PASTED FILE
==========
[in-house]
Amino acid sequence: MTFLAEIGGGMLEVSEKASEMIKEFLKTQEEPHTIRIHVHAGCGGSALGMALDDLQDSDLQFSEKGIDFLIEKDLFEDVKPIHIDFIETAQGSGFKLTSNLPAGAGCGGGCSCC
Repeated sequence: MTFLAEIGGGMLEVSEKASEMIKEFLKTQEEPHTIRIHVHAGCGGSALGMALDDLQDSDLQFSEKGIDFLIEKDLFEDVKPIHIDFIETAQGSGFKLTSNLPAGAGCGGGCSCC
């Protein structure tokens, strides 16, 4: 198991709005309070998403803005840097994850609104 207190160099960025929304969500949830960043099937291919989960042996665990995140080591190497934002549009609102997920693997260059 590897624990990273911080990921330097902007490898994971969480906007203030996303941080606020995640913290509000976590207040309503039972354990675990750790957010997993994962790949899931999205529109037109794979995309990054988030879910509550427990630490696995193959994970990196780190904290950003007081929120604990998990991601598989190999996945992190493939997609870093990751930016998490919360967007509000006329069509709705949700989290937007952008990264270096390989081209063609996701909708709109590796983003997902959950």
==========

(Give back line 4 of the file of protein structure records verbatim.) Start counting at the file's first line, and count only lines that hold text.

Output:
């Protein structure tokens, strides 16, 4: 198991709005309070998403803005840097994850609104 207190160099960025929304969500949830960043099937291919989960042996665990995140080591190497934002549009609102997920693997260059 590897624990990273911080990921330097902007490898994971969480906007203030996303941080606020995640913290509000976590207040309503039972354990675990750790957010997993994962790949899931999205529109037109794979995309990054988030879910509550427990630490696995193959994970990196780190904290950003007081929120604990998990991601598989190999996945992190493939997609870093990751930016998490919360967007509000006329069509709705949700989290937007952008990264270096390989081209063609996701909708709109590796983003997902959950």